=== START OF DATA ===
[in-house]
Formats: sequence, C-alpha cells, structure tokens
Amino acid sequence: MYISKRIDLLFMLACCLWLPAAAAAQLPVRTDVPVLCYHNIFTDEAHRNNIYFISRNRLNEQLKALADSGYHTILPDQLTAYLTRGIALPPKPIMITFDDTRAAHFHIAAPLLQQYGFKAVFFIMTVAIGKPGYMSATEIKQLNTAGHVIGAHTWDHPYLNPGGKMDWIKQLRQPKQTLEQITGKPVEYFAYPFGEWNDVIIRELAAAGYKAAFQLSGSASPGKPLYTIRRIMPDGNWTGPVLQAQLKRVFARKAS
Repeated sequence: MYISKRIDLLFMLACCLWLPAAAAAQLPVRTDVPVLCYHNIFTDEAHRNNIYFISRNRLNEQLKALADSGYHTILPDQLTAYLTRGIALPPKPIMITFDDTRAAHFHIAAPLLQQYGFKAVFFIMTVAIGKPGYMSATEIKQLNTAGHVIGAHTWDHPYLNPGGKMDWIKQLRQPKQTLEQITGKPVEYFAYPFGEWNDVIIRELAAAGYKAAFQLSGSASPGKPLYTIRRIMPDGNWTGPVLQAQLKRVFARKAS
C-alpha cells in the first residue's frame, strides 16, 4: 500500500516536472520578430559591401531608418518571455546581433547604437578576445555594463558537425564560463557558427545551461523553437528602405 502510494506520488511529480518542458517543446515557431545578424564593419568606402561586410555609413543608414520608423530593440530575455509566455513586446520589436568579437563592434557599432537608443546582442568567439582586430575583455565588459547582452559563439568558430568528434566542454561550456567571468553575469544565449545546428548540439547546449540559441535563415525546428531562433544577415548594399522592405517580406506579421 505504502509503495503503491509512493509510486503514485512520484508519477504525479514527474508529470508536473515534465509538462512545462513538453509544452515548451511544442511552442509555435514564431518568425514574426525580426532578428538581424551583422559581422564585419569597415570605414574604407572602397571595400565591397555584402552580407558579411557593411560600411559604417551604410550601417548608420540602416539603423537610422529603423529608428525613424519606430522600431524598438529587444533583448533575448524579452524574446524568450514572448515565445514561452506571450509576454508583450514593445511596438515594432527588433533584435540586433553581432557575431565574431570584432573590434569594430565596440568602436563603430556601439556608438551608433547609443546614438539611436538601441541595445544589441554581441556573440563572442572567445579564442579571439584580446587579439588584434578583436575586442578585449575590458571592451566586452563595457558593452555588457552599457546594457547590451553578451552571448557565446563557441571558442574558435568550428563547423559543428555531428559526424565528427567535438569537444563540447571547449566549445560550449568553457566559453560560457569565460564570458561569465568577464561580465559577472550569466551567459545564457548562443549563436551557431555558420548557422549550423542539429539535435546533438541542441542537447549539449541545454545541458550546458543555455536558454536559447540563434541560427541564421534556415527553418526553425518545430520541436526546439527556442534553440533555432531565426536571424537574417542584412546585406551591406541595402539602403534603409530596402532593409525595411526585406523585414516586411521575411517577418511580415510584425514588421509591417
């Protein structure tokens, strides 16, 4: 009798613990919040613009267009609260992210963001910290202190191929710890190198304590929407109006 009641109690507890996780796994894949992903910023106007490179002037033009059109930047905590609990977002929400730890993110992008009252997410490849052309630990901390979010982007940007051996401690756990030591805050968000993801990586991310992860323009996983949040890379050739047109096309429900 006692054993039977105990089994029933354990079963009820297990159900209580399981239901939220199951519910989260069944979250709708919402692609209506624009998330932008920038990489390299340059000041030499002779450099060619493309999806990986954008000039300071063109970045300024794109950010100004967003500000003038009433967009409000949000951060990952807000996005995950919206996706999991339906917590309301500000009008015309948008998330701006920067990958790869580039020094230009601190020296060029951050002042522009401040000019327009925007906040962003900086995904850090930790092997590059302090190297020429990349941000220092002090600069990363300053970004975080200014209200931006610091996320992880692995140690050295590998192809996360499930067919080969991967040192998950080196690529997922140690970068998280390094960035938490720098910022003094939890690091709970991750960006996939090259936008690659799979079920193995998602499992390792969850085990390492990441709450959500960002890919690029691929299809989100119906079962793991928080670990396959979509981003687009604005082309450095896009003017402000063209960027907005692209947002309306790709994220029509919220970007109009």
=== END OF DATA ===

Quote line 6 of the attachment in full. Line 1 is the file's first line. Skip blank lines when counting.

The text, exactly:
């Protein structure tokens, strides 16, 4: 009798613990919040613009267009609260992210963001910290202190191929710890190198304590929407109006 009641109690507890996780796994894949992903910023106007490179002037033009059109930047905590609990977002929400730890993110992008009252997410490849052309630990901390979010982007940007051996401690756990030591805050968000993801990586991310992860323009996983949040890379050739047109096309429900 006692054993039977105990089994029933354990079963009820297990159900209580399981239901939220199951519910989260069944979250709708919402692609209506624009998330932008920038990489390299340059000041030499002779450099060619493309999806990986954008000039300071063109970045300024794109950010100004967003500000003038009433967009409000949000951060990952807000996005995950919206996706999991339906917590309301500000009008015309948008998330701006920067990958790869580039020094230009601190020296060029951050002042522009401040000019327009925007906040962003900086995904850090930790092997590059302090190297020429990349941000220092002090600069990363300053970004975080200014209200931006610091996320992880692995140690050295590998192809996360499930067919080969991967040192998950080196690529997922140690970068998280390094960035938490720098910022003094939890690091709970991750960006996939090259936008690659799979079920193995998602499992390792969850085990390492990441709450959500960002890919690029691929299809989100119906079962793991928080670990396959979509981003687009604005082309450095896009003017402000063209960027907005692209947002309306790709994220029509919220970007109009």